California Corporations And Convertible Shares

Section 403 of the California Corporations Code provides authority for a California corporation to issue convertible shares when so provided in the articles of incorporation.  In general, conversion may be upon the "happening of one or more...

ISS Staffers Publish Questionable Conclusions Regarding California's New Gender Quota Law

Last week, three ISS staffers, Mikayla Kuhns, Rudy Kwack and Kosmas Papadopoulos, published their conclusions regarding the impact of California's new gender quota law.  Among other things, they found:

Court Rules That Non-Innocent Agent Must Be Indemnified

Section 317 of the California Corporations Code authorizes a California corporation to indemnify its agents (as defined) under certain circumstances.  The statute deals separately with third party claims (Subdivision (b)) and claims brought by or in...

Does California's Gender Quota Law Apply To All Foreign Corporations?

SB 826 (Jackson) is reputably the first state law requiring publicly held corporations to have a minimum number of female directors.  It is generally assumed that the law applies only to those publicly held domestic and foreign corporations having...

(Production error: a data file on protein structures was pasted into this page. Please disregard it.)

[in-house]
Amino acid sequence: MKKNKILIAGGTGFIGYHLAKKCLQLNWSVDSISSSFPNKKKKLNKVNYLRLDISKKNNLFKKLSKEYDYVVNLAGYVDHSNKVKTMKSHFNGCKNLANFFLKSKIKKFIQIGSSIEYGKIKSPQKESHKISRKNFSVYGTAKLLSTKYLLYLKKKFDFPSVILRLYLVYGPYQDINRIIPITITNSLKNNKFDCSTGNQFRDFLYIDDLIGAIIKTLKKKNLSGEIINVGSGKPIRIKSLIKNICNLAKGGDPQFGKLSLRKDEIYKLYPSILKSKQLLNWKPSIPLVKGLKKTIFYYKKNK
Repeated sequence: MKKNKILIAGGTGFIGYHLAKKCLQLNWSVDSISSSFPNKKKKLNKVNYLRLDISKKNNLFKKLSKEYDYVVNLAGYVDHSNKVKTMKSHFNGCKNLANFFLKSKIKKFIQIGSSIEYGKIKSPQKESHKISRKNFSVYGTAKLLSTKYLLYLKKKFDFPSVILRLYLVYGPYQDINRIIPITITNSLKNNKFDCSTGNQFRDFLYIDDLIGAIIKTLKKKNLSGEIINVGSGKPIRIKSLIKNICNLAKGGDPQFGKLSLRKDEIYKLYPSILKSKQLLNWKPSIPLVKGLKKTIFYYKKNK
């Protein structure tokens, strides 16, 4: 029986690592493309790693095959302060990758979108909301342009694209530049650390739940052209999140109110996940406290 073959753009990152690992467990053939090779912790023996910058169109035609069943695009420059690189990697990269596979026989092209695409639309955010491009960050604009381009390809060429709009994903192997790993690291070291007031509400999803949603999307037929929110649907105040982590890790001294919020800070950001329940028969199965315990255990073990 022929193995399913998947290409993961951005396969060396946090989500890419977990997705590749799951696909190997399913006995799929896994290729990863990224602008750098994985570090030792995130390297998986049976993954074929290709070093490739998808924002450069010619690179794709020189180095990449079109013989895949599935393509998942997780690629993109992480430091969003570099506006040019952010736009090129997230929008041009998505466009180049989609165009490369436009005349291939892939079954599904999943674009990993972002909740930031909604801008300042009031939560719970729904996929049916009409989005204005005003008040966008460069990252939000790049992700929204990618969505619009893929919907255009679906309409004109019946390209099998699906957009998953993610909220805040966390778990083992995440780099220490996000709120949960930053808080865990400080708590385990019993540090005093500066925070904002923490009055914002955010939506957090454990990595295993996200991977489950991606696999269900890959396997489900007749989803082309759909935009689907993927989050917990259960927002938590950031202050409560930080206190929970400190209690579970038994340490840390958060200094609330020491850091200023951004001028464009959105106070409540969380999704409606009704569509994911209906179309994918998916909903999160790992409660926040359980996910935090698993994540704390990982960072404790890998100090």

Just How Significant Is A Corporation's "Principal Executive Office"?

California's former corporations law required that the articles of incorporation include the county in California "where the principal office for the transaction of the business of the corporation is located".  The drafters of the current law...

Do Ineffective Internal Controls Expand A Shareholder's Right Of Inspection?

Section 1601 of the California Corporations Code establishes a shareholder's right to inspect the "accounting books and records and minutes of proceedings of the shareholders and the board and committees of the board".  A shareholder's inspection,...

How A Voting Shift Can Cut Short A Director's Term

Upon hearing that a "voting shift" has occurred, one might infer that there has been some change in the historical voting patterns.  The California General Corporation Law, however, defines the term very differently:

Shareholder Approval And Share Exchange Tender Offers

Yesterday's post delved into the difference between a "share exchange tender offer" (Section 183.5) and an "exchange reorganization" (Section 181(b)) under the California General Corporation Law.  Briefly, both involve the exchange of equity...

California's Obscure Regulation of Share Exchange Tender Offers

In 1989, the California legislature decided to define "share exchange tender offer" in the General Corporation Law.  Section 183.5 defines the term to mean:

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